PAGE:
GLOBEFISH - Information and Analysis on World Fish Trade

Tilapia major markets slow, global demand driven by new markets



Industry sources report that the likely decline in production during 2016  is due to the continuous decline in prices as well as adverse weather conditions. On average, export prices in US dollar per kg declined by 10.7 percent for frozen fillets, 6 percent fpor breaded tilapia and 4.3 percent for whole frozen products. According to China Customs, during January–September 2016, the country exported over 281 600 tonnes of frozen tilapia (whole, fillets and breaded) an increase of +3.4 percent compared with the same time period last year.

The USA remains the single largest market for Chinese tilapia. In the long-term, African markets will be increasingly absorbing more tilapia, although for the first nine months of 2016 Chinese exports to African countries overall remained stagnant (-0.1 percent lower compared with the same period in 2015).  Nearly 80 percent of Chinese exports to Africa were comprised of whole frozen tilapia followed by 17 percent breaded tilapia and the remaining frozen fillets. The largest importing countries in Africa were Côte d’Ivoire, Kenya, Zambia and Cameroon.

The demand for whole frozen tilapia appears to be picking up with supplies increasing from China as well as from Taiwan Province of China. These supplies fulfill Asian and Latin American consumer demand.


The USA imported nearly 10 percent less tilapia during the first nine months of 2016 compared with the same time period last year. This decline is mostly for lower imports of frozen fillets, particularly from China. Although imports for Chinese whole frozen increased, this did not make up for the overall decline. In addition, wholesale prices of frozen fillets from China have been on the decline, 2.6 percent down from a year ago and about 20 percent down from 2014 due to the weakening of the yuan against the US dollar.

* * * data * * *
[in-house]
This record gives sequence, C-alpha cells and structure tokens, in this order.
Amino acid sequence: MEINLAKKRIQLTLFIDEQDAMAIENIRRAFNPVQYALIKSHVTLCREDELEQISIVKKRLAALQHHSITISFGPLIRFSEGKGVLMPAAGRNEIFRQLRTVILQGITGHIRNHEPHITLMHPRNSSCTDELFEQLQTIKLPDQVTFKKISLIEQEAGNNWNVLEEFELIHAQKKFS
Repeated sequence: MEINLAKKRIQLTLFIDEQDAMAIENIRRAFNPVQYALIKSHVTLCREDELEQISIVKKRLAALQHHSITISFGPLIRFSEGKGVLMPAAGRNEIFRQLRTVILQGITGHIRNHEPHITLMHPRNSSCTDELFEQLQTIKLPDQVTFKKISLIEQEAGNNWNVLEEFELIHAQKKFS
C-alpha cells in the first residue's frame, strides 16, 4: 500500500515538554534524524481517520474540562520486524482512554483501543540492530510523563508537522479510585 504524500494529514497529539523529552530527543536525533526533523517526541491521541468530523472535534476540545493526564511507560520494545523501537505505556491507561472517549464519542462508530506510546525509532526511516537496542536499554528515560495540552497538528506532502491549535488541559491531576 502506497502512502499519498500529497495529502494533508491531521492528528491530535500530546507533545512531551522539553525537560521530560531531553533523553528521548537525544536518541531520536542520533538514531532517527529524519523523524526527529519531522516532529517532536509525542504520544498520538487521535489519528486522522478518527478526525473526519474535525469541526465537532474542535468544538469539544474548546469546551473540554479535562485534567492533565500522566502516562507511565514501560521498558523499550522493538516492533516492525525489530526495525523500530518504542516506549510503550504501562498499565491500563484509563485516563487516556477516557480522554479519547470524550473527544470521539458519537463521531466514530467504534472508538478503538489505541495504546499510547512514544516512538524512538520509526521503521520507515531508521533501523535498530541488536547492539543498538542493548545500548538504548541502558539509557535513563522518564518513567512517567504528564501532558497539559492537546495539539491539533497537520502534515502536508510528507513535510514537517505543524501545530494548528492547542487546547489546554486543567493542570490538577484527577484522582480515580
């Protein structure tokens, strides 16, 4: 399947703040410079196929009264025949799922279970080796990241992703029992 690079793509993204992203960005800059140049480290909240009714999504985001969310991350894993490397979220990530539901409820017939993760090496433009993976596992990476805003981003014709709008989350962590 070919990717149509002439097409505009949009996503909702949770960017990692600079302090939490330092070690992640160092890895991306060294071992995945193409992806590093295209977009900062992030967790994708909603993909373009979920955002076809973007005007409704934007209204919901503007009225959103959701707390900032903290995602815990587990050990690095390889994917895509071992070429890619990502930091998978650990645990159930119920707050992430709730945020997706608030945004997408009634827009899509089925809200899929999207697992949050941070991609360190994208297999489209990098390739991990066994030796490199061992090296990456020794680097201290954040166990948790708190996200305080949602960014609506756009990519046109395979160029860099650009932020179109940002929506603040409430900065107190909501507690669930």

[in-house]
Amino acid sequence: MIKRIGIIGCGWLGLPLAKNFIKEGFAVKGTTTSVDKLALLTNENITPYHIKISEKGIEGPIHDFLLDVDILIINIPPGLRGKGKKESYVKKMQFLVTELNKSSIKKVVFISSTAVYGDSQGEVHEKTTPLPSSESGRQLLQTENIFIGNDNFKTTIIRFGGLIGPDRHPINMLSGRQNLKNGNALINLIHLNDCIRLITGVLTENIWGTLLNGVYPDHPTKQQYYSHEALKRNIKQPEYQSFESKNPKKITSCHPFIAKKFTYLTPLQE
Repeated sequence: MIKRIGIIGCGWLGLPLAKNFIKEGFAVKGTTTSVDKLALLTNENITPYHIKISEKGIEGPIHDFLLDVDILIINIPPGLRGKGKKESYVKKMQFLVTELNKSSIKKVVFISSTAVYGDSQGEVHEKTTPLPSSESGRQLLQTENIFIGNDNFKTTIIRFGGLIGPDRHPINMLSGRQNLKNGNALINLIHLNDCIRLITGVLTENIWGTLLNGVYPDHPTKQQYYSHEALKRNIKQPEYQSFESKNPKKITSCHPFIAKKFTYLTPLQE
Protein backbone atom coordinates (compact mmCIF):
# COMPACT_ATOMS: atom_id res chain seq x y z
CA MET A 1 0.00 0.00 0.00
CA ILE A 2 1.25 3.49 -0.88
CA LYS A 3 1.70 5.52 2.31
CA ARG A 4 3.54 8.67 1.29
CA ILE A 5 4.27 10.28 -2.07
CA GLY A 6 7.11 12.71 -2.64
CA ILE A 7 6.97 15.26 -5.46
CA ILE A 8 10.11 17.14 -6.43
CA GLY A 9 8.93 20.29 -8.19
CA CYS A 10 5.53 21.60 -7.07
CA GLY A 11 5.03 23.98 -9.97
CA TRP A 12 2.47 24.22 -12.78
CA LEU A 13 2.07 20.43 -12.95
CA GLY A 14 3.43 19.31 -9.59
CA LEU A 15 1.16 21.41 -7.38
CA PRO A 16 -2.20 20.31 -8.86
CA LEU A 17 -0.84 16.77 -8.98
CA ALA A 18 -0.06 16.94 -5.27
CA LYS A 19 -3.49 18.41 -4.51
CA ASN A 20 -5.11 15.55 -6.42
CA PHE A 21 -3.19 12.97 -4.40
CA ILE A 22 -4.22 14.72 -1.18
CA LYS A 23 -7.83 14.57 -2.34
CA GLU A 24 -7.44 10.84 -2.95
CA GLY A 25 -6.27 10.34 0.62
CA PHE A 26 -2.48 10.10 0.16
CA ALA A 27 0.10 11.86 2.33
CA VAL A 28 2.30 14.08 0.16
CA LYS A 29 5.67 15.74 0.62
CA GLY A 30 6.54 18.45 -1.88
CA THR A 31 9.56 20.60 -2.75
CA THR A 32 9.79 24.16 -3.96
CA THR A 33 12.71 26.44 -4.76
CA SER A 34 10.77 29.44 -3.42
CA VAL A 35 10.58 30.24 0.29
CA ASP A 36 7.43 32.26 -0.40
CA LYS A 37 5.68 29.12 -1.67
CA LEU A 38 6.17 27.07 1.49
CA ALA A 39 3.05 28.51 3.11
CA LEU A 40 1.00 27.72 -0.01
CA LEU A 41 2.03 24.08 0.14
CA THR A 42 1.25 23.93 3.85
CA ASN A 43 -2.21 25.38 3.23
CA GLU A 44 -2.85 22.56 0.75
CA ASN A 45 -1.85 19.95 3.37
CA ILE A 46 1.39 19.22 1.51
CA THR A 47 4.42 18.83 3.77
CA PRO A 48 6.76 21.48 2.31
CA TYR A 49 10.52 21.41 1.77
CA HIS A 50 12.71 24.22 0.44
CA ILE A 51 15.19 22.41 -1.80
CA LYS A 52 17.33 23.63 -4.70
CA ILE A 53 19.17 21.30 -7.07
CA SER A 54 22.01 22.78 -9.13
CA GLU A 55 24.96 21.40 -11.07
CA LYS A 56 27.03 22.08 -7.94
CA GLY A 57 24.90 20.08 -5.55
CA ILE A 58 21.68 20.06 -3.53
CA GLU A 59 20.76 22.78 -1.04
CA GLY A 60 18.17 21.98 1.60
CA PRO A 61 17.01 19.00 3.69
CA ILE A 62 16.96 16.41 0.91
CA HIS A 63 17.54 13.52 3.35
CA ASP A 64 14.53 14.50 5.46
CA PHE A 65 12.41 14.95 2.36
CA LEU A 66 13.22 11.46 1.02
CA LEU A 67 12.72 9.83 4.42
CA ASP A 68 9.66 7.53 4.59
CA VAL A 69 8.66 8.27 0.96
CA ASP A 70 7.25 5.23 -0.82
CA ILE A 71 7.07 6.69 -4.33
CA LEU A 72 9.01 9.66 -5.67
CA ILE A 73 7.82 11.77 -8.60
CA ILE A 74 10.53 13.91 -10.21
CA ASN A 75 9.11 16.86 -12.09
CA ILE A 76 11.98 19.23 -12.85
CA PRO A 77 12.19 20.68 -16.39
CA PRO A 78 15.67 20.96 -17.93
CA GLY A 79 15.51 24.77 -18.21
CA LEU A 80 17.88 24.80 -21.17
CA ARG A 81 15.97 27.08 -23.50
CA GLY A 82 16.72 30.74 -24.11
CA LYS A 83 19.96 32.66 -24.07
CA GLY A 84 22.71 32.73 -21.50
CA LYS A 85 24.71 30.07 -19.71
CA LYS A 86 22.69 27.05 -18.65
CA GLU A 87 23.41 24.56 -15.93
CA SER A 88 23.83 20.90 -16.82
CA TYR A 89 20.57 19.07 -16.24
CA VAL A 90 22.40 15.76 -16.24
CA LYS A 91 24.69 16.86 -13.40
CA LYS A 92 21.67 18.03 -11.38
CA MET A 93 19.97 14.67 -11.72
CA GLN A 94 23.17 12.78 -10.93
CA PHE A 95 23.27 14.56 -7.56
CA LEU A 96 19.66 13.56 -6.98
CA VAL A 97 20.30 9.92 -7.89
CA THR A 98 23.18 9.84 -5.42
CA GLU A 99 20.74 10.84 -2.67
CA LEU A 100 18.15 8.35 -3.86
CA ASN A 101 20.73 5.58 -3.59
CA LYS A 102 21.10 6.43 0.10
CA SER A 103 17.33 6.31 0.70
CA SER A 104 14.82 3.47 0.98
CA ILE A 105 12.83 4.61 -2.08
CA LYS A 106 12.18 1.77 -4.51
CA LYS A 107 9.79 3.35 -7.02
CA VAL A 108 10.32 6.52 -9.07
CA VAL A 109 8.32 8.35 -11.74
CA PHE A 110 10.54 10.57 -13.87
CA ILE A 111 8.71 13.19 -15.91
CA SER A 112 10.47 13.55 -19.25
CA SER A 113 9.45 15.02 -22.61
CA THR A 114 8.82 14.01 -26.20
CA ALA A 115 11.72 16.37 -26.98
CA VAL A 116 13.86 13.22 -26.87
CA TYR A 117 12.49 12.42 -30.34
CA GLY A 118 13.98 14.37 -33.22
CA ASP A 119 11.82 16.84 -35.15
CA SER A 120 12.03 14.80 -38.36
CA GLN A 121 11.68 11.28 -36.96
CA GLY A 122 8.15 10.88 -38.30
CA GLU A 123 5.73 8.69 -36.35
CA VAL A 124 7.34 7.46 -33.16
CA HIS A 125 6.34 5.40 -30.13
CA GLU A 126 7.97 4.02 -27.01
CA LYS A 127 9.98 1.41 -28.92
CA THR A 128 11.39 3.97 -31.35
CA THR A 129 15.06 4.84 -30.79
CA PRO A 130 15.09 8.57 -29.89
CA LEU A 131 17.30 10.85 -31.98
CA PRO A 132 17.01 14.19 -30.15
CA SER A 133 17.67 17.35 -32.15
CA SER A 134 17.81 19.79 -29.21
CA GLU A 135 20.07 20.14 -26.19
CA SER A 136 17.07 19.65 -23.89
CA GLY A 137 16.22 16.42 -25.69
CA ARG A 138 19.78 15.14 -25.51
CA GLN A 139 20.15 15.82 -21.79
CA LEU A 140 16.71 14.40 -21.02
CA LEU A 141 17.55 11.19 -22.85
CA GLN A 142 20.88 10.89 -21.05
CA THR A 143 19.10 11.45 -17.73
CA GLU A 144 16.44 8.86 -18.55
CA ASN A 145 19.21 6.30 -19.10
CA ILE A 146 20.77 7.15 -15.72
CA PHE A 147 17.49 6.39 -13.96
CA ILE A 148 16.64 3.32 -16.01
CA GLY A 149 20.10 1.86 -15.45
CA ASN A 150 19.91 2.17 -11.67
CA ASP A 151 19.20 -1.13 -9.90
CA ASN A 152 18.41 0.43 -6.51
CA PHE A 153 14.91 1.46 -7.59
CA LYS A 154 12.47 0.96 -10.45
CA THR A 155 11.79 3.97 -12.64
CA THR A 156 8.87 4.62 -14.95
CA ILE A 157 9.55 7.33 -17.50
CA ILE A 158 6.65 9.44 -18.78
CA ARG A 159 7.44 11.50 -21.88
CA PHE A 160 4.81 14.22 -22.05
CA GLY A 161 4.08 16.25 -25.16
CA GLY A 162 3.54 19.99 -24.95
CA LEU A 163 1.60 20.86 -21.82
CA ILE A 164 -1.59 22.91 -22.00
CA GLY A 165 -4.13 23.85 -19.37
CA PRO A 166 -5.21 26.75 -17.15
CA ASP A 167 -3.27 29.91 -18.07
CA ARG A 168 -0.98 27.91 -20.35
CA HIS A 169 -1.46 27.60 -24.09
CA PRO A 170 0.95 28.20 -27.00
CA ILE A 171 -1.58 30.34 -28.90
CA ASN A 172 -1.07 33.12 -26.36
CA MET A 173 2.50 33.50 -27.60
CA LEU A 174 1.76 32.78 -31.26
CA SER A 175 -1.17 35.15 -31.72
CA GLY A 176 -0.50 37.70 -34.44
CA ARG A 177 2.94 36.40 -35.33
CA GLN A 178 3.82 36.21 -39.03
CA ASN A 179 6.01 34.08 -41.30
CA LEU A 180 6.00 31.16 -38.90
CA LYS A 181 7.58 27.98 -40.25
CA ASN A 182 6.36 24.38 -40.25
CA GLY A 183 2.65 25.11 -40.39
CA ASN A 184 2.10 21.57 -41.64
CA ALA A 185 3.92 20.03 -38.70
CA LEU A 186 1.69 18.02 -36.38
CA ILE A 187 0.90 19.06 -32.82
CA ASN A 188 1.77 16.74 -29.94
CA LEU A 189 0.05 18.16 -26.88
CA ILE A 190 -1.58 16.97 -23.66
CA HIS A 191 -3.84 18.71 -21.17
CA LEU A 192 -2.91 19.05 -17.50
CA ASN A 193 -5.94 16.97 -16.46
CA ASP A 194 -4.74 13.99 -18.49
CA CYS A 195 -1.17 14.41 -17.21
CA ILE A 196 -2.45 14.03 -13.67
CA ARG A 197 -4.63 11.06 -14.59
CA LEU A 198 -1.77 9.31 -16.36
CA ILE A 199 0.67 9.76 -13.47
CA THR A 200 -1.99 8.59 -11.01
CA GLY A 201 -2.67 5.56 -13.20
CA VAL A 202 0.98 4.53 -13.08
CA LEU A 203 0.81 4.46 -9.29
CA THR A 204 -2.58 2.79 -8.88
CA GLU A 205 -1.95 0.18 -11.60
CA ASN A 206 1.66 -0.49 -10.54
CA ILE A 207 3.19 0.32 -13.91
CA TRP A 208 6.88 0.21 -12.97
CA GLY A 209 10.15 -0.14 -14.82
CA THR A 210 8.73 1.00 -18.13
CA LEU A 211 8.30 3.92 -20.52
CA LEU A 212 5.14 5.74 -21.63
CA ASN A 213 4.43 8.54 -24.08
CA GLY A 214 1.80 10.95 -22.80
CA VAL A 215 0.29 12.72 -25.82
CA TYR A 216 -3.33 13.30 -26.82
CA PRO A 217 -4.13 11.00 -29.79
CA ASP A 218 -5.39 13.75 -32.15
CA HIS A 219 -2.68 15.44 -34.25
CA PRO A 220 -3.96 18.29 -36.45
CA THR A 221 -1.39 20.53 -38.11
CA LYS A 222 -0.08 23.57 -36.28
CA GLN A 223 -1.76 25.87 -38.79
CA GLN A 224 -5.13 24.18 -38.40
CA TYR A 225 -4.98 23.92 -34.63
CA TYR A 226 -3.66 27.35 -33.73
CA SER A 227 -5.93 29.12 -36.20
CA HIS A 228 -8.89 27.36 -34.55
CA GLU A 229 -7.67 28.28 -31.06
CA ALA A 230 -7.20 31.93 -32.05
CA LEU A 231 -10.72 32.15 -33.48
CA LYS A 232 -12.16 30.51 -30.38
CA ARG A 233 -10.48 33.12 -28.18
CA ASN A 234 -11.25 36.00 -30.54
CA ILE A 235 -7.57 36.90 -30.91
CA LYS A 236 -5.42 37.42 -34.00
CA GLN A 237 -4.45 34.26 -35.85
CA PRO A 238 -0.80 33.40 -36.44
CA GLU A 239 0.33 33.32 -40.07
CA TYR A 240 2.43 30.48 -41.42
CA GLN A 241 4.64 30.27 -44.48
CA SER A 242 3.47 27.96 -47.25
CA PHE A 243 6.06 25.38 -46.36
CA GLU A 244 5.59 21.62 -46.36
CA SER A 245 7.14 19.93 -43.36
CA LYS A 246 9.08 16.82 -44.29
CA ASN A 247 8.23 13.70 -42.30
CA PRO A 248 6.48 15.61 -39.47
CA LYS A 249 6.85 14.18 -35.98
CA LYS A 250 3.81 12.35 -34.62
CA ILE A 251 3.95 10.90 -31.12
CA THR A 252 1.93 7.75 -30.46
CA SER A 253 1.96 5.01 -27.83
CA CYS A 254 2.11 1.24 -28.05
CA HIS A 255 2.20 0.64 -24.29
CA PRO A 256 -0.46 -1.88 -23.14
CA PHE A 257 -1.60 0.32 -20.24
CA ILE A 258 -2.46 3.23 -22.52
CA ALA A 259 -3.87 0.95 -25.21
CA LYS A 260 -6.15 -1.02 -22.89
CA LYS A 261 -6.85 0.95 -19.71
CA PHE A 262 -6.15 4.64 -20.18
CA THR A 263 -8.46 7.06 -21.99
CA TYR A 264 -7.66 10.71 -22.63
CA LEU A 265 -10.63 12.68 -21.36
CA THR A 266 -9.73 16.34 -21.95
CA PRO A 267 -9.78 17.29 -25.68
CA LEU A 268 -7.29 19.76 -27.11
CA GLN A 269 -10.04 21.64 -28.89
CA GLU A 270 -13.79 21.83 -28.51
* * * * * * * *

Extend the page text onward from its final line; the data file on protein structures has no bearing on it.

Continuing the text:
Interestingly, the USA also reported increasing whole frozen tilapia imports from Mexico and the Philippines.

Latin America

As with other international trade sectors, Latin American tilapia exporters are now poised for great uncertainty with the seemingly protectionist speech of the new US President, Donald Trump. The USA is the one of the top importers of fresh tilapia from the region, mainly from Costa Rica, Ecuador and Honduras. Concurrently, there is also concern in Latin America about the competition from Asian tilapia products in their domestic market. In terms of supplies, Ecuador has seen a significant decline in tilapia production, largely due to the lower prices of tilapia from other Central American countries offered in the USA. Ecuador projects that its tilapia sector, which generated US$60 million in 2007, may not reach US$15 million by the close of 2016.

In Honduras, fresh tilapia exports to the USA, Europe and Asia are predicted to total over 9 500 tonnes in 2016, valued at about US$70 million. 


From January to August 2016, the market for tilapia in the EU continued to weaken as total imports (whole frozen and frozen fillets) fell nearly 9 percent from the same time period a year ago and 19 percent from 2014, totaling 9 400 tonnes of frozen fillets and 7 700 tonnes of whole frozen tilapia. Supplies declined from almost all major sources (primarily Asia) except for increases from Taiwan Province of China.


Overall tilapia exports from Taiwan Province of China were up 7.5 percent during the period, with supplies channelled to the USA, Canada, Kuwait and the United Arab Emirates. Taiwan Province of China supplied 18.5 percent more whole frozen tilapia to the USA than during the same time period last year.

Saudi Arabia is Taiwan Province of China’s second largest market for tilapia, importing a total of 1 300 tonnes of tilapia during the January–September 2016 review period.

According to the Vietnam Association of Seafood Exporters and Processors (VASEP), tilapia exports are expected to increase significantly in 2016, possibly recording revenues of US$45 million, 32 percent more over 2015. This climbing trend is expected to  continue in the coming years. The USA is being targeted as the largest market, taking a 23 percent market share, while Africa and Latin America are other potential markets to be reached. Although tilapia accounts for a modest percentage in the country’s fishery exports overall, its room for growth and positive forecasts make it a possible major fishery export product for the future. Indeed, in June 2016 the Directorate of Fisheries announced that Viet Nam was planning to develop tilapia into a major fishery export product, given the country’s advantages in raising this type of fish and anticipated high consumption demand at home and in global markets.

The Ministry of Agriculture and Ministry of Rural Development in Viet Nam recently announced a plan of achieving a tilapia output of around 300 000 tonnes by 2020, 50–60 percent of which will be destined for exports.


The report analyses the market situation over the period January-December 2016

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